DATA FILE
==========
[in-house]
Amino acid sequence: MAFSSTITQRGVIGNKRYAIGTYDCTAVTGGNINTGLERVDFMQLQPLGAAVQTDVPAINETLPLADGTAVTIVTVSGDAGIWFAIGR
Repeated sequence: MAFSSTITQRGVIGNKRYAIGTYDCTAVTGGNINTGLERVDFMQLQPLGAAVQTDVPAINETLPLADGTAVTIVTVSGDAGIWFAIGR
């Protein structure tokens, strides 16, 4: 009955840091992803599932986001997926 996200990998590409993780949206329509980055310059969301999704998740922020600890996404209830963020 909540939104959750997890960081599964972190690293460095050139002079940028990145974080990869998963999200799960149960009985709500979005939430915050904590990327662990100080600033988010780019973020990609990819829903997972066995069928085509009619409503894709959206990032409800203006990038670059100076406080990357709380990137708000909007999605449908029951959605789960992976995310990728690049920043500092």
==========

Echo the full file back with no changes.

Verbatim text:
[in-house]
Amino acid sequence: MAFSSTITQRGVIGNKRYAIGTYDCTAVTGGNINTGLERVDFMQLQPLGAAVQTDVPAINETLPLADGTAVTIVTVSGDAGIWFAIGR
Repeated sequence: MAFSSTITQRGVIGNKRYAIGTYDCTAVTGGNINTGLERVDFMQLQPLGAAVQTDVPAINETLPLADGTAVTIVTVSGDAGIWFAIGR
């Protein structure tokens, strides 16, 4: 009955840091992803599932986001997926 996200990998590409993780949206329509980055310059969301999704998740922020600890996404209830963020 909540939104959750997890960081599964972190690293460095050139002079940028990145974080990869998963999200799960149960009985709500979005939430915050904590990327662990100080600033988010780019973020990609990819829903997972066995069928085509009619409503894709959206990032409800203006990038670059100076406080990357709380990137708000909007999605449908029951959605789960992976995310990728690049920043500092």